The knowledge of dynamic mechanical properties is useful in all cases where the strain rate sensitivity of metallic materials is an issue, and whenever the actual loading conditions for a structure either in normal operation or under accidental circumstances are different from static. Furthermore, in some investigations, increasing the loading rate in a mechanical test is used to simulate other embrittling mechanisms such as thermal aging or neutron exposure. Precracked Charpy-type PCVN specimens, tested under impact loading rates using an instrumented pendulum, have been used for more than 30 years to measure dynamic fracture toughness; the experimental procedure and the analysis methodology are fairly well established, despite the lack of an ASTM or ISO official test standard. This paper addresses the applicability of fatigue precracked miniature Charpy specimens of KLST type (PKLST-B = 3 mm, W = 4 mm and L = 27 mm) for impact toughness measurements in the ductile-to-brittle transition regime and in fully ductile (upper shelf) conditions. In the transition region, tests have been analyzed using the Master Curve approach; the multiple-specimen (low-blow) method has been applied in the upper shelf regime.
Surface coatings are increasingly used to improve the tribological performance of advanced products. The novel coating deposition techniques offer numerous possibilities for tailoring surfaces with different materials and structures. The tribological contact of loaded surfaces is, however, a complicated system itself, and further complexity is introduced when functionally graded coating structures are considered or improvement of specific micro-and nanostructural features is pursued. Furthermore, the mechanisms of damage in such a system are from a modeling standpoint highly complex and to great extent remain an active and open field of study. The focus of the current work is in the numerical modeling of graded thin hard coatings on a plastically deforming metallic substrate when loaded by contact that is typically exhibited during a scratch test. A finite element approach is implemented wherein a coating crack initiation and propagation are modeled using cohesive zone formalism. The cracks are considered to initiate and propagate within the coating and also within the coating to substrate interface. The results demonstrate how an optimization of the coating structure can enhance and exceed the performance of simplistic traditional coated systems. The material parameters of the problem and their significance in terms of fracture and failure behavior are discussed. The results are compared to fracture mechanical analyses and experimental information regarding the problem under study.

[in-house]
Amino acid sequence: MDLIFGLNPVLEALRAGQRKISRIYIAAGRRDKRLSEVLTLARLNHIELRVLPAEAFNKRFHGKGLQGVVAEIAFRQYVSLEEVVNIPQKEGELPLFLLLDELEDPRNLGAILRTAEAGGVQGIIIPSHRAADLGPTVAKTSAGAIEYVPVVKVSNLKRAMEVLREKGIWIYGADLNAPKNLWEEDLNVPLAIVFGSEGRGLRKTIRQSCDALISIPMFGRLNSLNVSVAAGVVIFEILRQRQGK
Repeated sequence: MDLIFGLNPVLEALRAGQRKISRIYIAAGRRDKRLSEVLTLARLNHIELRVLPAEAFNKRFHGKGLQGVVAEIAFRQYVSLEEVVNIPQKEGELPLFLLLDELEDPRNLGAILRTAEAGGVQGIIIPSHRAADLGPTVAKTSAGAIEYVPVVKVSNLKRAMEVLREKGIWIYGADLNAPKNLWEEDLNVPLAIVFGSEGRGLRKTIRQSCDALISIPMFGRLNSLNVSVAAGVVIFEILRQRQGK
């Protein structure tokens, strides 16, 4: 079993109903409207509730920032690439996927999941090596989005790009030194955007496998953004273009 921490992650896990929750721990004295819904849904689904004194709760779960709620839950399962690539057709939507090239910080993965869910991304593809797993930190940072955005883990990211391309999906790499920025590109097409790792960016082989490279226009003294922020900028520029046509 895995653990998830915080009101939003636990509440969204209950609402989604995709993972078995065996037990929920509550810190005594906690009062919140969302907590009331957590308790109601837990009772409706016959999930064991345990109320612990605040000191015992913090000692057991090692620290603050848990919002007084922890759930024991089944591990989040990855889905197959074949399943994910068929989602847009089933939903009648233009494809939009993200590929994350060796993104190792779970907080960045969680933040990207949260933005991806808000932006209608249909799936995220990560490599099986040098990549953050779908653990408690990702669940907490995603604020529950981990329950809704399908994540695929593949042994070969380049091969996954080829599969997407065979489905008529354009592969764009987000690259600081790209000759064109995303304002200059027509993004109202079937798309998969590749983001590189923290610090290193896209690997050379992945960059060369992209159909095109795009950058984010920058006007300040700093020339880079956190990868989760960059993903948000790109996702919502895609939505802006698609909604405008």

In the nuclear field, the importance of direct fracture toughness measurements on RPV materials has been nowadays widely recognized, as opposed to Charpy-based estimations. However, sample dimensions have to be kept small in order to optimize the use of available material (often in the form of previously broken Charpy specimens) or, in the case of new irradiations, make effective use of the limited space available inside irradiation facilities. One of the most appealing geometries for fracture toughness measurements is the miniature Compact Tension specimen, MC(T), which has the following dimensions: B = 4.15 mm, W = 8.3 mm, cross section 10 × 10 mm². Four MC(T) specimens can be machined out of a broken half Charpy, and in the case of irradiation ten MC(T) samples occupy approximately the same volume as a full-size Charpy specimen. A comprehensive investigation is presented in this paper, aimed at assessing the applicability of MC(T) specimens to measure fracture toughness in fully ductile (upper shelf) conditions. In this study, 18 1TC(T) and 20 MC(T) specimens have been tested at different temperatures from three RPV steels and one low-alloy C-Mn steel.